The month of August was a quiet one for me. A week of leave and two weeks of bronchitis shoved my training to the furthest corner of my mind. After my personal triumph (completing the 8km Discovery Walk the Talk), I was keen to try any race, but there was one hidden element that I did not factor in, the one setback that accustomed runners know about, namely, life. It seems that no matter how good your intentions are, life gets in the way.
Let’s backtrack a little to the point just after my 8km achievement walk. Giving myself a few days to rest was my only objective after the walk and so, I did not frequent the gym, did not hit the road, did not tighten my takkie laces. By the second week of August, I was keen to pursue my training routine once again. I went to the gym every day, pushed myself to 30 minute run-walks and even went to a step class, where to my absolute joy, I found I could keep up. My fi tness was definitely improving.
The one bane to my running career was my constant eating. Running, I thought, is supposed to help you lose weight, but with my constant eating, there was a defi nite new and unsightly bulge creeping over the top of my jeans. It’s okay, I told myself, my body will adjust. I thought about what I was eating and how it was either helping or hindering me. Dairy, I found, was poisonous to my system. I have suffered from severe attacks of sinus since I was a child, and with my new hobby, it seemed my sinuses were always dry and painful. Dairy had to go.
My second setback was an ulcer. A simple, tiny hole in my stomach which led to heartburn and chest pain, and I decided coffee and alcohol were the next items on my ‘do not eat’ list. Then, my final sacrifice. Though I was loathe to give it up, I knew that sugar was a slow killer, hardening my arteries and collecting pools of fat around my organs and so, I decided to give it up.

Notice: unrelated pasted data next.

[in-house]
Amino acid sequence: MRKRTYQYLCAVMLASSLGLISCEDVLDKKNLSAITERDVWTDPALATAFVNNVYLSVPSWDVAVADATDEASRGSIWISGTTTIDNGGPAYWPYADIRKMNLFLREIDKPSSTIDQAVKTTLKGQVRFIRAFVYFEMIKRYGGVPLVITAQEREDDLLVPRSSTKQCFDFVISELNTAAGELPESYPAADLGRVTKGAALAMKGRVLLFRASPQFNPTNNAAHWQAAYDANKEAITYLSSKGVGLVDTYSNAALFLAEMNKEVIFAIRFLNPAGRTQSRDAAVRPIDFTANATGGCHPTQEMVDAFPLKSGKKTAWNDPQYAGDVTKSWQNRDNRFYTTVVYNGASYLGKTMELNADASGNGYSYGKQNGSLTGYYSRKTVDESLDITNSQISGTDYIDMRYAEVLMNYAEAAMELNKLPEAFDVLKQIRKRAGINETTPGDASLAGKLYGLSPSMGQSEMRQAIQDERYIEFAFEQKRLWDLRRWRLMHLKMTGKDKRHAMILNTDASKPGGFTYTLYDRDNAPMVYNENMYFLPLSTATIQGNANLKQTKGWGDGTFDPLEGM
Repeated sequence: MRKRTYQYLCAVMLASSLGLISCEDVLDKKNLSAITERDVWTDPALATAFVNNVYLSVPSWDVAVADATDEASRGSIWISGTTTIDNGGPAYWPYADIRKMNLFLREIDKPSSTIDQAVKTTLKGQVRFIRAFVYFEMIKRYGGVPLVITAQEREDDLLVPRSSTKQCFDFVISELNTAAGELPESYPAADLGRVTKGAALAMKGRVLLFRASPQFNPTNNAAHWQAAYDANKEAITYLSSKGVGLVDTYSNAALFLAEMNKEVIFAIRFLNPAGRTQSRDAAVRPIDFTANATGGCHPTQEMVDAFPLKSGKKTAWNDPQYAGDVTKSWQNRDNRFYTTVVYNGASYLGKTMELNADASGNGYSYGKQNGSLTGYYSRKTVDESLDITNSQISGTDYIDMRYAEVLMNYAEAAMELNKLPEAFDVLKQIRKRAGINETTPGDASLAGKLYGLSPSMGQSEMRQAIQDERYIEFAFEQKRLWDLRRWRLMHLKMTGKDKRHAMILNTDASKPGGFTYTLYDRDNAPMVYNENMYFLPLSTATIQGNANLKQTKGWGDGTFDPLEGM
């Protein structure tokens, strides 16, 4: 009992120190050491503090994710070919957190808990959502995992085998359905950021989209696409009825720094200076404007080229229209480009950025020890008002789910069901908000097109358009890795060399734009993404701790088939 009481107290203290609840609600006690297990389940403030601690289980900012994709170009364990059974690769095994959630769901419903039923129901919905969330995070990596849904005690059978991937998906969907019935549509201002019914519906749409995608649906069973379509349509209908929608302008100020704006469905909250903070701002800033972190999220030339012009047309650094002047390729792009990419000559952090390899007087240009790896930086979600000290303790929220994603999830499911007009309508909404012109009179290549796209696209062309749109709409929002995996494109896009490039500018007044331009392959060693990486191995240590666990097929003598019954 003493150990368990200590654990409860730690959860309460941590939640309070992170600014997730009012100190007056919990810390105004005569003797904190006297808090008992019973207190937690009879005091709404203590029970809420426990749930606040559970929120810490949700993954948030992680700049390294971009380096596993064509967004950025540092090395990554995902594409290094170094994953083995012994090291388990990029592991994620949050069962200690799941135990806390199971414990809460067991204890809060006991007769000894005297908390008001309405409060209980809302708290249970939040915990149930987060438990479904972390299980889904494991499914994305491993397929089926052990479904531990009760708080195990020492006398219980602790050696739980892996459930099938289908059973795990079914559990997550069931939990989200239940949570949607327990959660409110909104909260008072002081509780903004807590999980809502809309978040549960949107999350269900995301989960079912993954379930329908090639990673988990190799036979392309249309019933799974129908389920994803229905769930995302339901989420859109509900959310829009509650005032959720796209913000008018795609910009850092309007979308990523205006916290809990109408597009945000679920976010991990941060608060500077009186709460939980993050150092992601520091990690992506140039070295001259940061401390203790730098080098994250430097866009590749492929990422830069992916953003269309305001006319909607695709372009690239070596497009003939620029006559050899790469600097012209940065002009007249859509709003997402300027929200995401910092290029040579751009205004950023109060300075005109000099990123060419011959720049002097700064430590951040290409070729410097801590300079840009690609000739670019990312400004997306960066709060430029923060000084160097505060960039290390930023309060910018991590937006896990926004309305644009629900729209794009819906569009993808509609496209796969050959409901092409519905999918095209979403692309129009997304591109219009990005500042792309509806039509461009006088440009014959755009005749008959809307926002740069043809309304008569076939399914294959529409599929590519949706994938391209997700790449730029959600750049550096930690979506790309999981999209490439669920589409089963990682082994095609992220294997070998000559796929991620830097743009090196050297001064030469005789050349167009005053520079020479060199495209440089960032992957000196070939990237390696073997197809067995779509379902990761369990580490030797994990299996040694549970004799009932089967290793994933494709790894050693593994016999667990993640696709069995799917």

Despite my best efforts on the health front, a difficult year, too many late nights and some very bad habits caught up with me. I got bronchitis. For two weeks, running and any other physical activities were off the cards. Every night, I went to sleep hoping to magically be cured by morning, and woke up the next day with what felt like a humpback whale sitting on my chest. I downed cough syrup, antibiotics, cortisone and anti-histamines in a desperate attempt to recover.
In my 30 years of life, one thing I’ve learned is that people can talk themselves into almost anything. I would like to tell you that my new eating habits stuck, but I feel ashamed to lie to you, my committed audience. I have had some sugar, three cups of coffee and cheese in the last few weeks. Every night, I would feel hunger pangs grab my stomach. Every morning, I felt a deep sense of loss for my fi rst cup of coffee. Chocolate called to me in a seductive voice and I succumbed. I managed to convince myself that being sick means empty calories, that an illness is a good reason to do no exercise at all. I told myself these myths in my most persuasive tone, and managed to convince myself.
August is now at an end and my lack of training and compulsive eating have led me to a variety of conclusions. The first is that eating a lot is not a bad thing as long as I make the effort to use that energy. My second is that if I’m serious about this running thing, if I really want to change my life, then I need, literally, to change my life.
Next week, I begin my new training schedule. Even as I write this, I feel an almost imperceptible internal groan. Not another mid-year resolution! And yet, somehow I feel that this may be achievable. My simple plan? 20 minutes a day. 20 minutes a day on the treadmill is achievable. Why, you ask, is this achievable
when my other goals have fallen so far by the wayside? Frankly, my belief in myself stems from all of you reading this article. It is the stories of other runners, and my realization that I cannot let down the readers who have been following my stories that make me believe I can do this.
I believe in myself and I thank you, all of you committed readers, who believe in me and are spurring me on to meet my goals. You are my inspiration.